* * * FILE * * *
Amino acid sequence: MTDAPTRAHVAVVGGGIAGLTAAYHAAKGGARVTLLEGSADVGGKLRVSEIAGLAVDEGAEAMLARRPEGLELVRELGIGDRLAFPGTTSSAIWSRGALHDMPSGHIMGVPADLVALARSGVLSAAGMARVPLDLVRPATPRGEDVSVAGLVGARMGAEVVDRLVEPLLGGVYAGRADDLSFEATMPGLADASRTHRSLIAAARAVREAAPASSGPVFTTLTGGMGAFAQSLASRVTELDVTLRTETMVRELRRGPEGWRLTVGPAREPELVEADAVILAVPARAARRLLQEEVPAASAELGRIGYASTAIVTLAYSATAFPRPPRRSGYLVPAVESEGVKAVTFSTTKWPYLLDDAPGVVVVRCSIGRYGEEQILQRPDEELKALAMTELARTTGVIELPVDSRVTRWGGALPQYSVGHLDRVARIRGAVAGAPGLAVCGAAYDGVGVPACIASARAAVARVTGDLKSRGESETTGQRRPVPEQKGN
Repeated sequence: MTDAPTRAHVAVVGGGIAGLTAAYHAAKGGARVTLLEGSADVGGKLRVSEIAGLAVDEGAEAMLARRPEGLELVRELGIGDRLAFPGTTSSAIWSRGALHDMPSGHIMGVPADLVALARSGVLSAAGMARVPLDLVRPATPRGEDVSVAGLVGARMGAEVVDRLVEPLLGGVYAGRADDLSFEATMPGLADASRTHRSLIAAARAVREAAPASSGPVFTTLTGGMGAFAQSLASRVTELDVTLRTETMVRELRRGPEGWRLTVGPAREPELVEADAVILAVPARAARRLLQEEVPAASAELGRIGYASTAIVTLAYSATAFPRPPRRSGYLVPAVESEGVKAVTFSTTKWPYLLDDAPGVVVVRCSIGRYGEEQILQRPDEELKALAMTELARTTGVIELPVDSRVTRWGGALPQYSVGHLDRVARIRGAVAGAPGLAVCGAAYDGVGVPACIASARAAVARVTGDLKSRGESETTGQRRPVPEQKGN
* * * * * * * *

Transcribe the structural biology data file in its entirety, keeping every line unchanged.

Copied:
Amino acid sequence: MTDAPTRAHVAVVGGGIAGLTAAYHAAKGGARVTLLEGSADVGGKLRVSEIAGLAVDEGAEAMLARRPEGLELVRELGIGDRLAFPGTTSSAIWSRGALHDMPSGHIMGVPADLVALARSGVLSAAGMARVPLDLVRPATPRGEDVSVAGLVGARMGAEVVDRLVEPLLGGVYAGRADDLSFEATMPGLADASRTHRSLIAAARAVREAAPASSGPVFTTLTGGMGAFAQSLASRVTELDVTLRTETMVRELRRGPEGWRLTVGPAREPELVEADAVILAVPARAARRLLQEEVPAASAELGRIGYASTAIVTLAYSATAFPRPPRRSGYLVPAVESEGVKAVTFSTTKWPYLLDDAPGVVVVRCSIGRYGEEQILQRPDEELKALAMTELARTTGVIELPVDSRVTRWGGALPQYSVGHLDRVARIRGAVAGAPGLAVCGAAYDGVGVPACIASARAAVARVTGDLKSRGESETTGQRRPVPEQKGN
Repeated sequence: MTDAPTRAHVAVVGGGIAGLTAAYHAAKGGARVTLLEGSADVGGKLRVSEIAGLAVDEGAEAMLARRPEGLELVRELGIGDRLAFPGTTSSAIWSRGALHDMPSGHIMGVPADLVALARSGVLSAAGMARVPLDLVRPATPRGEDVSVAGLVGARMGAEVVDRLVEPLLGGVYAGRADDLSFEATMPGLADASRTHRSLIAAARAVREAAPASSGPVFTTLTGGMGAFAQSLASRVTELDVTLRTETMVRELRRGPEGWRLTVGPAREPELVEADAVILAVPARAARRLLQEEVPAASAELGRIGYASTAIVTLAYSATAFPRPPRRSGYLVPAVESEGVKAVTFSTTKWPYLLDDAPGVVVVRCSIGRYGEEQILQRPDEELKALAMTELARTTGVIELPVDSRVTRWGGALPQYSVGHLDRVARIRGAVAGAPGLAVCGAAYDGVGVPACIASARAAVARVTGDLKSRGESETTGQRRPVPEQKGN